Some friends and I were discussing a frankly broad topic involving PC gaming and the ways that Sony’s latest marquee system has managed to fatally offend me, but eventually one brought up system exclusives citing something along the lines of “it will always be a problem”.
No it won’t. It’s barely a problem now, but as it turns out, it was a problem worth having.
I actually addressed the Console Exclusive Problem-that-is-not-a-problem in my New Year’s op-ed, in which I praised the Wii U for being the only console out there actually innovating on gameplay.
As I wrote there:
System Exclusives seem to have gone the way of the Dodo Bird, which means that there’s no longer any clear reason to buy one system over the other as everything is available on everything, with less than five percent of major releases being tied to a given system, and most of those are TIMED exclusives, which will eventually be available on a competing platform, which generally fails to drive system sales.
Compounding the issue, the PS4 and Xbox One are basically just a low-midrange gaming PC with a custom UI in terms of hardware. Then, most damningly of all, not only do systems get all the same games, but all those games feel more similar than ever before.
Console exclusives are becoming a huge rarity. It’s not like back in 2004 when you had to buy a Playstation 2 to play one game, a Gamecube to play another, or an Xbox to play a third. Look at Amazon listings at some point and you’ll see what I mean.
The PS4 and the Xbox One share the majority of their respective libraries, and virtually all of their major releases, and most of that can be found on PC as well. This is good for the consumer in the short term but bad for Sony and Microsoft in every term, as it forces them to lean on aging tentpole franchises like Halo and Uncharted that come from an era before multiplatform gaming was the default. Most system exclusives tend to be in a franchise that originated pre-2008, and the whole industry is feeling the resultant dearth of identity. In that environment, why go for either when the PC is better at almost every price point and has the most of the same games, a massive amount of titles not to be found on any console, plus things like mods and emulation?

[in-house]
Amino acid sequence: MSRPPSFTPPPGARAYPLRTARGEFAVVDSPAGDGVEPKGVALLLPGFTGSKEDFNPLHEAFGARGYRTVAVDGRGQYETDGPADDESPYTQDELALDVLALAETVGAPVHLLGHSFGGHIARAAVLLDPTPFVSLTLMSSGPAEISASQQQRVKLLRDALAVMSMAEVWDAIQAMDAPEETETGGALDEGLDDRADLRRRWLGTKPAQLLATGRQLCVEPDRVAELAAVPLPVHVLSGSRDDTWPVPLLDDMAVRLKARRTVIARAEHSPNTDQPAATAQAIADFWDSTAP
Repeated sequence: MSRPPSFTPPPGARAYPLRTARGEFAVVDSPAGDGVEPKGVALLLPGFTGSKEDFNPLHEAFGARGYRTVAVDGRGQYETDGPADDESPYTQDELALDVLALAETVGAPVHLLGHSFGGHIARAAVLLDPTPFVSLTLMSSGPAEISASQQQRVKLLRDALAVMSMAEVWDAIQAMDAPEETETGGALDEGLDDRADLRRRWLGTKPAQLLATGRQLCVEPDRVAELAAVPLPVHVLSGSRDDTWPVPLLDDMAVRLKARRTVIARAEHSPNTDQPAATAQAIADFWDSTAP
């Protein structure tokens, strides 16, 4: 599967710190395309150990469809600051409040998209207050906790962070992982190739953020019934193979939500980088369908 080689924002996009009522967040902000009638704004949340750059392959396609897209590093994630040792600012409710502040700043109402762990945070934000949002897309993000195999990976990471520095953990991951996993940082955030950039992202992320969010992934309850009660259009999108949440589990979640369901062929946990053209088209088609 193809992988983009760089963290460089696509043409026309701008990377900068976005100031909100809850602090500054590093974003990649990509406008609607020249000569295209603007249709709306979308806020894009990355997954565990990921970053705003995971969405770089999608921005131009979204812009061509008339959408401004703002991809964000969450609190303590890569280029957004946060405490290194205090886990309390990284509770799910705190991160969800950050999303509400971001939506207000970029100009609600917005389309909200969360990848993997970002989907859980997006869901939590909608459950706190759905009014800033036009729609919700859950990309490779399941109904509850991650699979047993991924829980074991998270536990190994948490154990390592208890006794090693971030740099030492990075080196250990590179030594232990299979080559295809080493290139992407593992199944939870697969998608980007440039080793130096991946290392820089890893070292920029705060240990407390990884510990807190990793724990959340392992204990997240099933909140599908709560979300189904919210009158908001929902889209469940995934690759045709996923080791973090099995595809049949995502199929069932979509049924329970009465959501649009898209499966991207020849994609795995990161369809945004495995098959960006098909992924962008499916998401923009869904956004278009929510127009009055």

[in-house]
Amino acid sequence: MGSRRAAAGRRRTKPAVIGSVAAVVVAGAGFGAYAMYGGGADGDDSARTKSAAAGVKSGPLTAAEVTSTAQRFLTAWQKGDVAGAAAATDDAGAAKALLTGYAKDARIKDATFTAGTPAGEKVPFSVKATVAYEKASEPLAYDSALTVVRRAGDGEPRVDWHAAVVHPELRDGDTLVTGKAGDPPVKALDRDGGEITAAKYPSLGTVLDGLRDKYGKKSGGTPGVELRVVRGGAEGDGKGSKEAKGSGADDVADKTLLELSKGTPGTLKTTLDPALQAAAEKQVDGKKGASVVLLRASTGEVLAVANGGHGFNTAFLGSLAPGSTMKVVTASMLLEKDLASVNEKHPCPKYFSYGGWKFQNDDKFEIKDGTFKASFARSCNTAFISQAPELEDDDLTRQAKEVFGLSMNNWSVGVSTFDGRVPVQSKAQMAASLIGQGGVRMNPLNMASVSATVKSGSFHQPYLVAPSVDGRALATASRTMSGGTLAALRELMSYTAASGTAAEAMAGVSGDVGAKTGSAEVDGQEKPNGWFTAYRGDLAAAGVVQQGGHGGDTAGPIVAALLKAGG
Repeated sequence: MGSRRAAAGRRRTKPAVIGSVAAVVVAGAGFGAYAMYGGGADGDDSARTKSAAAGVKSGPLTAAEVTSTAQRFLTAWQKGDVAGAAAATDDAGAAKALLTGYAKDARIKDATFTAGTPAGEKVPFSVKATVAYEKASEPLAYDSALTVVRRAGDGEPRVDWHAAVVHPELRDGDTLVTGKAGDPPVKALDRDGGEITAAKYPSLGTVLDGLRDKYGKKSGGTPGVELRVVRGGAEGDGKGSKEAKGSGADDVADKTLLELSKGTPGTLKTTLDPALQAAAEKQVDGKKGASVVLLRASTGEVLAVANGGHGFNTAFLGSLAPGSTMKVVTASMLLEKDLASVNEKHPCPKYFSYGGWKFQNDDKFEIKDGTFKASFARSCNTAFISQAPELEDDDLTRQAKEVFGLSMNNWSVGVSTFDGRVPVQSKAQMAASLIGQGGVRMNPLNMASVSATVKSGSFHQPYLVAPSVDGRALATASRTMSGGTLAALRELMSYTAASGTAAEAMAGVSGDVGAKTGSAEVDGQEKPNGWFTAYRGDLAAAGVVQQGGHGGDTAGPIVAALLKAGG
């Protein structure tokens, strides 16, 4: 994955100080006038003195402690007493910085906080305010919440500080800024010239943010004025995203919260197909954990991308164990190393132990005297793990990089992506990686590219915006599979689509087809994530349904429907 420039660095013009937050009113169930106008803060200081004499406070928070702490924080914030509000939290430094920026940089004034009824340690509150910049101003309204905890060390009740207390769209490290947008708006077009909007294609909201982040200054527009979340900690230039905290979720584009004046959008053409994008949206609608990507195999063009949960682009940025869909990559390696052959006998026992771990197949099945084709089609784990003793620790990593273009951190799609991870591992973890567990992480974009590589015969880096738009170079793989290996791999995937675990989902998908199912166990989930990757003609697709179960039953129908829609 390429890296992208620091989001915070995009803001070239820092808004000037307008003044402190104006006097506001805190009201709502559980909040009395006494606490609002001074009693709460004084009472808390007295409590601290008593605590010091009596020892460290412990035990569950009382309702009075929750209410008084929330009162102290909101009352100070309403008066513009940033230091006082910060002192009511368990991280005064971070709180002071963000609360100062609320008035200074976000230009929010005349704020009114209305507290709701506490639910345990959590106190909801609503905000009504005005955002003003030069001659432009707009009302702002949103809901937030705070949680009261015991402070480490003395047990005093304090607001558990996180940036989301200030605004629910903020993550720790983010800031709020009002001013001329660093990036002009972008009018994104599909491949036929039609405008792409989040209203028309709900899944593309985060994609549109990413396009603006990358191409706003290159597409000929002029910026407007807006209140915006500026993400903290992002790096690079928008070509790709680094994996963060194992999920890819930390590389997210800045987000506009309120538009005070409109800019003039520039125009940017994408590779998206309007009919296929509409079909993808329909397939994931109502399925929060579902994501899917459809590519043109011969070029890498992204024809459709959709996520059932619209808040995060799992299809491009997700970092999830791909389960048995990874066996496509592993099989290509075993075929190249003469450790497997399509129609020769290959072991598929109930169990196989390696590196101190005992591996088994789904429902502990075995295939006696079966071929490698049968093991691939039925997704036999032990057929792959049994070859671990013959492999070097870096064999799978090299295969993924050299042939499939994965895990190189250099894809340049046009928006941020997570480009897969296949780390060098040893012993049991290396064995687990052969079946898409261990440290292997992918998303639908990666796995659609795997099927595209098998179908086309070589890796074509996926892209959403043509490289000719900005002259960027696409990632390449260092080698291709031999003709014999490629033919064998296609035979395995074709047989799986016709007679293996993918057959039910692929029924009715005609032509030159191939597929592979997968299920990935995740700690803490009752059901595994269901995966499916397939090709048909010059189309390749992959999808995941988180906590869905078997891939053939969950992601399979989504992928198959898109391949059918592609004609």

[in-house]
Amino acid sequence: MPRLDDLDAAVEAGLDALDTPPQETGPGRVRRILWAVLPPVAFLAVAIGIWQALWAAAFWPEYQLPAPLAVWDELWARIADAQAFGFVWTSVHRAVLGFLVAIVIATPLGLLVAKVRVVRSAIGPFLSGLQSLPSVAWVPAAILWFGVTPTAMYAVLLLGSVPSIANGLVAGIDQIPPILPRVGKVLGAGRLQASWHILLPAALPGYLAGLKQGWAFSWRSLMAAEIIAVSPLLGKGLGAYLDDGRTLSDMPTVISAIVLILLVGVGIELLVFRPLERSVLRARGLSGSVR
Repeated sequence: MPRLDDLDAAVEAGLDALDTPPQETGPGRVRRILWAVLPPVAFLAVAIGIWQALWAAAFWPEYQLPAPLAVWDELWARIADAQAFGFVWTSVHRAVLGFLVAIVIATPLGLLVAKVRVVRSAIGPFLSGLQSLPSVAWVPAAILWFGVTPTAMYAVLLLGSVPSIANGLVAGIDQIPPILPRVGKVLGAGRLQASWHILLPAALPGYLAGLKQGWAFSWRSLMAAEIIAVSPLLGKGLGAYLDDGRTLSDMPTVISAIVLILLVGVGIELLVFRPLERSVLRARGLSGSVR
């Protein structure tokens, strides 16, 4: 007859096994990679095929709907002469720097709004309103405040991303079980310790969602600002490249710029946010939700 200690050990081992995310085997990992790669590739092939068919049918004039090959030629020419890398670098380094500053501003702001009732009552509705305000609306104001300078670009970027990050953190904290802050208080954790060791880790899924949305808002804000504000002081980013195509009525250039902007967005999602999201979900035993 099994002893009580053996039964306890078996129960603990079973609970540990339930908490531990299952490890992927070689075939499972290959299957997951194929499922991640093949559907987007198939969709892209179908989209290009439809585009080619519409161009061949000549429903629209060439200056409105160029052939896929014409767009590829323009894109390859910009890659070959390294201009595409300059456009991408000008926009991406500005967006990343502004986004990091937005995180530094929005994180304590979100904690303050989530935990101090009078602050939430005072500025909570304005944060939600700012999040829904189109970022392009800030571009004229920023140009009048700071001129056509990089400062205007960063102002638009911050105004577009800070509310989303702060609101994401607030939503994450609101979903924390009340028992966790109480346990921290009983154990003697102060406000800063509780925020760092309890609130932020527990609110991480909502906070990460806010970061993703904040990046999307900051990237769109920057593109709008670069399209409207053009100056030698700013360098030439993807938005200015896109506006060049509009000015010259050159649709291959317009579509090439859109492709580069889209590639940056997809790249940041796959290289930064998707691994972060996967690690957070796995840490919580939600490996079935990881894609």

That’s part of why I praised Nintendo for betting big on a library unlike almost any other out there. The Wii U has a phenomenal catalog of games that appears nowhere else. Furthermore, the system is so cheap that it undercuts even the best budget PC builds. Now, I’d still like to have one, but for the time being, it’s all hands on deck as I build my PC gaming monster.
Really, the only solution that makes any logical sense for most gamers in the current release climate is a cheap but powerful budget PC and whatever Nintendo’s got that year. Sure you’ll miss out on the latest inFamous or Gears of War, but these are franchises that are seriously feeling their own age and are only iterative tweaks on prior games. There aren’t many inventive or bold system exclusives left on the console side; PC, by comparison, has TONS. Sure, the Xbox One and PlayStation 4 are more indie friendly than ever. And you know what? I wholly support this. But PC was the primary bastion of these guys to begin with, and still gets the first helpings. Nintendo? They just channel that indie spirit into their own games, and it leaves the Wii U feeling like an incredibly polished library, though small, with mainstay game styles and other, indie-esque eccentricities in equal measure.
Microsoft and Sony are starting to notice that the homogeneity between their libraries is a problem, and I think gamers are starting to take notice too. I mean, can anyone rightly tell me that Battlefield and Call of Duty are completely different games? Do you really want to lie to yourself that much after all this time?
Honestly, there’s only one system exclusive franchise that still manages to hold my interest, and that’s Halo. Halo has turned into quite the lovely space opera, with one hell of a story running throughout that spans millenia that rivals anything Star Wars, Star Trek, Dune, or Mass Effect has on offer. Halo 5: Guardians was a very mixed bag, but it delivered some effective twists throughout that kept the story interesting.